Football Queensland’s September edition of Behind the Whistle features Sunshine Coast match official Connor Evans, who discusses his journey as a referee and how officiating at tournaments has shaped his confidence both on and off the pitch.
The 18-year-old first began officiating at 13-years-old to earn some pocket money while gaining a better understanding of the Laws of the Game.
After five years behind the whistle, Evans has acquired invaluable knowledge from his experience refereeing tournaments across the state.
“At this year’s FQ Community Cup, the referee cohort generally consisted of younger and less experienced referees than myself, so it was important that I learnt to be a leader, show support and be a good role model, on and off the field, for the younger referees,” Evans said.
“From a refereeing perspective, there was a variety of amazing and very experienced qualified coaches who gave me feedback and helped me with my positioning and decision making along with many other things”.
Evans spends most of his time refereeing for Football Queensland Sunshine Coast in the Premier Men and Premier Reserve Men divisions, while taking opportunities to referee NPL Queensland and FQPL competitions whenever he can.
“At local competitions you generally referee with people you know, which is why it’s good to get experience at tournaments where you can adapt to different refereeing styles,” he said.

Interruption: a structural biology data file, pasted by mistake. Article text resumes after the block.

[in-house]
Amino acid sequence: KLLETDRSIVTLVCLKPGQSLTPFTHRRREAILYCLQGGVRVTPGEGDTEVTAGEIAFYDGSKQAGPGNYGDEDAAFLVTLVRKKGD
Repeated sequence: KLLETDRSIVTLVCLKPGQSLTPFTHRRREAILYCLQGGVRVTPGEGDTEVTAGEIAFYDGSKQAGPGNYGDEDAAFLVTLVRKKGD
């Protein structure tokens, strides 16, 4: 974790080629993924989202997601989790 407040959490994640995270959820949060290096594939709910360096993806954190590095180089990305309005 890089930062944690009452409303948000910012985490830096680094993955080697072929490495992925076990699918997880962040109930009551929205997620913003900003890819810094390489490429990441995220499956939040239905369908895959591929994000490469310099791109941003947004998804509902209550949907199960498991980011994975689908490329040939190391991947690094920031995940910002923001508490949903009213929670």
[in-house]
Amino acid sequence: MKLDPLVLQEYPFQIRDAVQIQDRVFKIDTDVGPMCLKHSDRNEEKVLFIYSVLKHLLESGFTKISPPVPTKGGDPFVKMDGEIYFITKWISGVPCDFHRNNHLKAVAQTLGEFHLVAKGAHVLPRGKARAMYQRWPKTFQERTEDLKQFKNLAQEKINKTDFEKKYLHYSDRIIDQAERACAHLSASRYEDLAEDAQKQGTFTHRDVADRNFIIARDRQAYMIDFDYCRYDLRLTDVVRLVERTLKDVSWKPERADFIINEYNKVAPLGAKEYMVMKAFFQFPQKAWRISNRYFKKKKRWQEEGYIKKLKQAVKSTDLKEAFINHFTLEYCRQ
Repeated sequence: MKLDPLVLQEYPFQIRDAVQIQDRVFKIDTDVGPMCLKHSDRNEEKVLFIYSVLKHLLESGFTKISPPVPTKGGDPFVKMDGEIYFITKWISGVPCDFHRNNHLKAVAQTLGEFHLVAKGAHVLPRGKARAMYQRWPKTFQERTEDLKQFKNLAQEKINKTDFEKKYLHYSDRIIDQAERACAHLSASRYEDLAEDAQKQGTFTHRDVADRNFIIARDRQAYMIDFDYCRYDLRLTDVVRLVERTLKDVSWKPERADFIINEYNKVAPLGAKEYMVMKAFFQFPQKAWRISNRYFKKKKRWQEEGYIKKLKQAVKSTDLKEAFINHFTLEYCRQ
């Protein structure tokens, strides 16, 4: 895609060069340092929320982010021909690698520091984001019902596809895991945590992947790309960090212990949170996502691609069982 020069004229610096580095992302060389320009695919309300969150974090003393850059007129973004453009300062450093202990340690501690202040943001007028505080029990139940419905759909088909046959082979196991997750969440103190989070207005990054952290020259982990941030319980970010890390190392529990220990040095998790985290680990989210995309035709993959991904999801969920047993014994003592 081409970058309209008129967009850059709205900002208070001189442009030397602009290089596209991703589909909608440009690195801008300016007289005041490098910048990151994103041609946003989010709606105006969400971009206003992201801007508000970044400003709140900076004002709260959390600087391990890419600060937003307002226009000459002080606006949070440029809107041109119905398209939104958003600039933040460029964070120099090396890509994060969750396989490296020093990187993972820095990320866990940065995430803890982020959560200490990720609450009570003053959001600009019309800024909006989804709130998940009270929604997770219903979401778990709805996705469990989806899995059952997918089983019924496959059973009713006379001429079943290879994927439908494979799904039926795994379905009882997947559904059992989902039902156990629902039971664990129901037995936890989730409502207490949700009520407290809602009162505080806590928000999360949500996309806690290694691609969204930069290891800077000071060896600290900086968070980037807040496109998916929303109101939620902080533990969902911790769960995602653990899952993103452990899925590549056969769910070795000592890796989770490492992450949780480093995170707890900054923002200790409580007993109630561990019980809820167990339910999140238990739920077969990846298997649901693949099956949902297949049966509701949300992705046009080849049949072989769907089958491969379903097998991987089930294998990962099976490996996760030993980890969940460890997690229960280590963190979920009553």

“There are also teams from across the state who participate in tournaments and have different playing styles, which may not be on display in local competitions.
“So attending these tournaments is a good way to learn how to adapt to change and different playing styles.”
The Sunshine Coast local has spent years building his confidence as a match official.
“Over the course of the three tournaments I have participated in this year, my confidence as a referee has grown a significant amount,” he said.
“You have the chance to meet so many great people and great referees who are all really supportive and encouraging, which is always a huge confidence booster.”
When asked what the biggest challenge has been as a referee at tournaments, Evans noted that it’s hard work officiating two, three and sometimes four games a day.
“I personally found this the most challenging aspect as you get tired and fatigued quite quickly,” he said.
“However, the FQ Referee Department and coaches do a great job in giving us the chance to do some rehabilitation each day, which is super valuable and is what keeps us performing at our best.
“The coaches always try and promote the importance of getting good sleep, stretching, foam rolling and recovering properly as it is probably the most important part of the day.”
The enthusiastic match official also noted the positive experiences young referees will gain if they follow in his footsteps.
“I would most definitely recommend attending these tournaments to young, up and coming referees,” he said.
“It is a great way to get quality coaching, improve yourself as a referee and as a person, but also make friendships that you can cherish for years to come.”
Reflecting on his aspirations for the future of his refereeing career, Evans makes it clear this is only the beginning of a long road for him.
“My short-term goal is to be selected in the FQ Referee Academy and progress onto senior FQPL and NPL competitions before attending the National Youth Football Championships by the end of the 2022 season,” he said.
“The end goal is to get my FIFA badge and attend a World Cup.”
Words: Charlotte Monteath